A Modest Test Of Amazon's Sponsored Products Ads

I heard an interesting statistic on TV this week. At least half of the remarkable $3.45 billion in sales on Cyber Monday can be chalked up to Amazon. Half. Last year, the most common figure cited was 36%. Best Buy, the closest retailer, gets only about 5-6% of Cyber Monday sales. Looking at a chart on yesterday, I found it remarkable to see mighty Walmart reduced to a pathetic also-ran in this cyber sweepstakes.

An NRF survey conducted by Prosper Insights & Analytics estimates that 122 million consumers were expected to buy, or at least shop, on Cyber Monday. Amazon says that it sold two million toys in the first half of the day. According to Yahoo! Finance, “Amazon says it’s offering 75,000 deals this week. Last year, Amazon customers bought 54 million items on Cyber Monday — a record-breaking 629 items per second. Amazon expects to top that record this year.”

Try to imagine a parallel in a brick-and-mortar store — 629 items a second? How could even a huge chain of actual stores handle that? There aren’t enough minimum wage workers available. It’s mind-boggling.



So that begs a question: If Amazon is going to completely dominate cyber sales, how well are advertisers taking advantage of Amazon’s programmatic promotional opportunities?

Perhaps Amazon’s most prominent ad opportunity is its Sponsored Products offer, which places product listings on search results, and works on a pay-per-click basis. Amazon says that during last year’s holiday rush, conversion rates (people who clicked on a Sponsored Products Ad and then bought the product) climbed 16% on Black Friday and 27% higher on Cyber Monday, while mid-December conversions were 42% higher. Return on Ad Spending (ROAS) on Cyber Monday was an average $13 in ad sales revenue for every dollar spent on Sponsored Product ads.

Amazon also claims that 94% of U.S. consumers plan to shop on it over the holidays and 22% do not plan any in-store shopping this season, according to BloomReach’s “State of Amazon 2016” and the Rubicon Project’s “Millions of Consumers Have Already Begun Holiday Shopping,” respectively. Seventy percent of buys were via smartphones, we’re told.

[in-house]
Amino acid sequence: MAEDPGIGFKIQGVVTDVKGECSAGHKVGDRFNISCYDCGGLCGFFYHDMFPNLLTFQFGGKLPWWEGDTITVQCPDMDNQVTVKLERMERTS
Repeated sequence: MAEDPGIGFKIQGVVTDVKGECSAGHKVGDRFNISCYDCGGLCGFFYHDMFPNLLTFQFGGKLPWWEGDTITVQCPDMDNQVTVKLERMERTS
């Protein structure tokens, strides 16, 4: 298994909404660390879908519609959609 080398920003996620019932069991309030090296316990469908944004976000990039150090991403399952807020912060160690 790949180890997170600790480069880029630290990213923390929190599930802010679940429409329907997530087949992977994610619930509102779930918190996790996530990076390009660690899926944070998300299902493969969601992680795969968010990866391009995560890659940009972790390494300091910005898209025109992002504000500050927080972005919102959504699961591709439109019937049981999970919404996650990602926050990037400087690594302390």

We decided to test Amazon’s Sponsored Products ads for ourselves. Since I have a professional connection to the rare book industry, I tried the search term “19th century books.” Amazon correctly linked me to two products “inspired by your purchases” — two sizes of Sobo Premium Craft and Fabric Glue, which my wife buys for me on Amazon. The glue, and the kind of tape we use, also appeared on the home page when I signed on. I was impressed that they got it right.

On the other hand, the books they offered up were not so well chosen — 19th Century Patchwork Divas’ Treasury of Quilts? Even clicking on “19th century” in the links on the left titled “Historical Time Period” didn’t help, as it still gave me 21st century books with 19th century in the titles. On the other hand, Amazon offered a link to a book by a friend of mine, L.A.-based Greg Goldin, Never Built New York. It's as if they were reading our email exchanges or something. That was impressive. Or scary, depending on your point of view. I chose to be impressed. 

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